One Year Later
AFTER a year of tremendous toil with shovel and sledge, hammer and nails and mortar and trowel, San Francisco takes her pencil to figure out what she has done. Item by item she puts everything down. Her swift flying fingers fill sheet after sheet with brief notations and Arabic signs that tell of progress, and when the tale of the twelvemonth is told she turns and smiles approval on her vast army of builders.
From the blackened waste that marked the track of the great fire of one year ago has risen a new city, yet unfinished, but far nearer completion than the optimists of the dark days ever dared to dream. Four hundred and ninety-seven blocks of stone and brick and wood, covering four square miles of territory—one-tenth of the city's total area—fell prey to the flaming octopus. Today, if all the new structures already in use stood side by side, with the usual allowance for streets and alleys, a third of the immense burned area would be covered. Include the buildings in course of construction and almost half of San Francisco's herculean task is accomplished.
Another work as important as that of the builders is in progress. Not content with adorning herself outwardly, the city is transforming her morals. For eleven months she devoted herself solely to material things, but now material rehabilitation, and moral regeneration go hand in hand. The fire came at a time when thieves, disguised as public officials, found her city hall a looters' paradise. Their castle crumbled, but while the ruins still glowed they gathered behind wooden walls and sold themselves anew. Pity was an unknown sentiment; patriotism they never knew; in disaster they saw only opportunity for greater plunder. While San Francisco, scarred and grimy and ragged, stood in the bread lines they sold her jewels and hid the clinking price of treachery in plush-lined caskets. San Francisco did not know them then, but greed o'erreached itself and at last her eyes were opeened. Now the campaign of regenration is on and the day of bribers and brib takers is over. Justice balances the scale while the builders work their miracles. The next anniversary of the new city will find honest men controlling every epartment of her government.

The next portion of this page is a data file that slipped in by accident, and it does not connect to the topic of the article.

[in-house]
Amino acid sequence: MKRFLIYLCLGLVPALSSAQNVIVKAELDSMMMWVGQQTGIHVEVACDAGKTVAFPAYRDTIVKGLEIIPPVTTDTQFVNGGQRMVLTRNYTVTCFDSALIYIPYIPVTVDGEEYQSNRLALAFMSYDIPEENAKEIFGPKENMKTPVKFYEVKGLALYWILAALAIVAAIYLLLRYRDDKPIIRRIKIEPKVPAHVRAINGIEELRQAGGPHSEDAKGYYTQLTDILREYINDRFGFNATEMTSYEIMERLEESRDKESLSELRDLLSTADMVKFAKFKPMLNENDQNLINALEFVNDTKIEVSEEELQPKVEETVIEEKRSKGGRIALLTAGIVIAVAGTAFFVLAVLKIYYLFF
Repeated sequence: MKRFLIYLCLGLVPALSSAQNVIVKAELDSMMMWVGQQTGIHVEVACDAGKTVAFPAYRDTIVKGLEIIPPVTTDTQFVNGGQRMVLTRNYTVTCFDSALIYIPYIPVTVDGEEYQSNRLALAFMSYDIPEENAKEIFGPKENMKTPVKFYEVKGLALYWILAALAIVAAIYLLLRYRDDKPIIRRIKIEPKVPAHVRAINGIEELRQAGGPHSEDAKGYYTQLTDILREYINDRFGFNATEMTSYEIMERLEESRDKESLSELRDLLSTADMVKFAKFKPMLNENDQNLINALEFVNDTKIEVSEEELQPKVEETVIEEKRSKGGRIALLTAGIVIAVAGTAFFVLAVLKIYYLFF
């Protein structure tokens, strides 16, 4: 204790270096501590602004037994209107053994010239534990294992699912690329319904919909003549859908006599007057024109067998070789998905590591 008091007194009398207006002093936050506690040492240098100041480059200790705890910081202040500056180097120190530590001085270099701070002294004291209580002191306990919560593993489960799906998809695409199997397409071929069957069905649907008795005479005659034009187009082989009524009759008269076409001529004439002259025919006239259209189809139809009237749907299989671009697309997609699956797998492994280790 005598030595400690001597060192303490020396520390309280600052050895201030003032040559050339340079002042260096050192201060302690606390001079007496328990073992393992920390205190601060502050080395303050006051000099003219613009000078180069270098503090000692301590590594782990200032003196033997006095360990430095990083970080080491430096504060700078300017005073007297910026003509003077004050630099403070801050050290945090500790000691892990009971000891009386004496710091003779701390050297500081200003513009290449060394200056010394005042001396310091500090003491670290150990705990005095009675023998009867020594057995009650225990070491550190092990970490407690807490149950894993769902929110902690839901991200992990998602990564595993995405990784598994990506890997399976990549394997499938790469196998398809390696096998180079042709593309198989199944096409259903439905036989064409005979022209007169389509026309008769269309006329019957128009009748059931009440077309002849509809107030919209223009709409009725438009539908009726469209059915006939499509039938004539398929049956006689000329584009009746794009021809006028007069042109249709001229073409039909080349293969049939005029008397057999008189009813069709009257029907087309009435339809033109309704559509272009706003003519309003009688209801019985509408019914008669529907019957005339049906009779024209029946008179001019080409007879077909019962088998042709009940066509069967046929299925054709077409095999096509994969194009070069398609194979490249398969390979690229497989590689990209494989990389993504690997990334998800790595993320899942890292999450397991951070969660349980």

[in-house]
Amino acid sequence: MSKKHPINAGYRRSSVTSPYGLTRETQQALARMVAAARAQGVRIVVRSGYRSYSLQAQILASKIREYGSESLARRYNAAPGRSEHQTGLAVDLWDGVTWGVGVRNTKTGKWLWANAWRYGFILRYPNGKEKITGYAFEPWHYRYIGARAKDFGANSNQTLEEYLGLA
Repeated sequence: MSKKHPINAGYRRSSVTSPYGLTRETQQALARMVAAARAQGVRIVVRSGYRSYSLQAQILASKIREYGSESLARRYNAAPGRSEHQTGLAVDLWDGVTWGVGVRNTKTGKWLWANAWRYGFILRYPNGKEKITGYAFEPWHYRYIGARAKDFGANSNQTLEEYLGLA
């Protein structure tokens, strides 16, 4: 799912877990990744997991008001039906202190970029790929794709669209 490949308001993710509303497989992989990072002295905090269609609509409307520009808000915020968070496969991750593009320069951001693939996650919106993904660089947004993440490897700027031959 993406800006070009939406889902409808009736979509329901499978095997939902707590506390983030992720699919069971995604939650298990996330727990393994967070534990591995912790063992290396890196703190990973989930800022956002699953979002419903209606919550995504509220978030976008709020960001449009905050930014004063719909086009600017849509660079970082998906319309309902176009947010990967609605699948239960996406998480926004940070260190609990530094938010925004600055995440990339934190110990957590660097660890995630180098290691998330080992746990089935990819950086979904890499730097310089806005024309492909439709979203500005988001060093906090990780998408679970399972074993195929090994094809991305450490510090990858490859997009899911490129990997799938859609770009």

And now for the tale of wonderful material achievement. San Francisco never knew what she could do in a year until she was put to the test. Not only has she astonished herself, but she has astounded the world. During the two years following the Baltimore fire the building permits issued in that city aggregated $28,000,000. That was a record of which Baltimore was proud. But San Francisco's building permits for a single year, the time that has elapsed since the unparalleled calamity of last April, exceed the amazing sum of $50,000,000. In one year—eleven months, in fact, for practically nothing was done in the first month after the fire—San Francisco gathered more than twice as much money for rebuilding as Baltimore managed to scrape together in double the time.
The amount of money expended for reconstruction in the year of miracles that has just passed is estimated at $75,000,000. Of this amount about $25,000,000 was furnished by savings banks, the only kind of banking institutions permitted by law to lend money on real estate. Many more millions came from capitalists, who never for a moment lost faith in the future of the city. Insurance money was applied to rebuilding as fast as it could be coaxed or wrested from the insurance companies. Structure by structure and block by block the new city rose from its ashes. Rapidly improvised business thoroughfares temporarily took the place of ruin-lined streets once given over to shoppers, and then the real work of rehabilitation began. Fifty-nine miles of streets made impassable by debris were cleared. More than 200 miles of street railways, rendered inoperative because of warped rails and falling walls, were restored to use. Millions and millions of tons of stone and brick and twisted steel were removed. This was only preliminary work, but the cost was great. One instance will suffice. The bill for the removal of the debris of the Palace hotel, one of the many big buildings destroyed by the flames, calls for $90,000. Still this is nothing compared to the gain that will follow. The new Palace hotel will represent an outlay of $3,500,000.